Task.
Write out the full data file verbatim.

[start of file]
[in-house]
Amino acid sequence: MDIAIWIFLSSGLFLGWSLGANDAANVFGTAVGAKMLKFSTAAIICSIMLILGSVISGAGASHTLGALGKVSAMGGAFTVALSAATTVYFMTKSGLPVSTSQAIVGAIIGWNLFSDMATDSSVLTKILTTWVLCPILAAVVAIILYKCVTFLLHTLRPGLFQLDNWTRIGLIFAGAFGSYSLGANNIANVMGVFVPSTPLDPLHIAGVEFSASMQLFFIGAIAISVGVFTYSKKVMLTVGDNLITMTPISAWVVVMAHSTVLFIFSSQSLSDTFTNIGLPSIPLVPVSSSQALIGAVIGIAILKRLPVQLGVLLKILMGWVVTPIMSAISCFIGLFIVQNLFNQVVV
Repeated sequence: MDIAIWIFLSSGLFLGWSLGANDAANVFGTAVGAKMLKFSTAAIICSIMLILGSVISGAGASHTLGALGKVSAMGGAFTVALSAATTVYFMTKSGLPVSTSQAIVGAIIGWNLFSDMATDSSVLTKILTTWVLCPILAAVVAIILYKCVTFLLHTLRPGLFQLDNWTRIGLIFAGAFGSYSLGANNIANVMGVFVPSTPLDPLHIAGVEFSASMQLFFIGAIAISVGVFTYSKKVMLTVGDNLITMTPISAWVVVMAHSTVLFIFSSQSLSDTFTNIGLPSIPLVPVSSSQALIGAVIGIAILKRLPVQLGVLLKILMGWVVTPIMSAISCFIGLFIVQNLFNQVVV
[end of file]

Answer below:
[in-house]
Amino acid sequence: MDIAIWIFLSSGLFLGWSLGANDAANVFGTAVGAKMLKFSTAAIICSIMLILGSVISGAGASHTLGALGKVSAMGGAFTVALSAATTVYFMTKSGLPVSTSQAIVGAIIGWNLFSDMATDSSVLTKILTTWVLCPILAAVVAIILYKCVTFLLHTLRPGLFQLDNWTRIGLIFAGAFGSYSLGANNIANVMGVFVPSTPLDPLHIAGVEFSASMQLFFIGAIAISVGVFTYSKKVMLTVGDNLITMTPISAWVVVMAHSTVLFIFSSQSLSDTFTNIGLPSIPLVPVSSSQALIGAVIGIAILKRLPVQLGVLLKILMGWVVTPIMSAISCFIGLFIVQNLFNQVVV
Repeated sequence: MDIAIWIFLSSGLFLGWSLGANDAANVFGTAVGAKMLKFSTAAIICSIMLILGSVISGAGASHTLGALGKVSAMGGAFTVALSAATTVYFMTKSGLPVSTSQAIVGAIIGWNLFSDMATDSSVLTKILTTWVLCPILAAVVAIILYKCVTFLLHTLRPGLFQLDNWTRIGLIFAGAFGSYSLGANNIANVMGVFVPSTPLDPLHIAGVEFSASMQLFFIGAIAISVGVFTYSKKVMLTVGDNLITMTPISAWVVVMAHSTVLFIFSSQSLSDTFTNIGLPSIPLVPVSSSQALIGAVIGIAILKRLPVQLGVLLKILMGWVVTPIMSAISCFIGLFIVQNLFNQVVV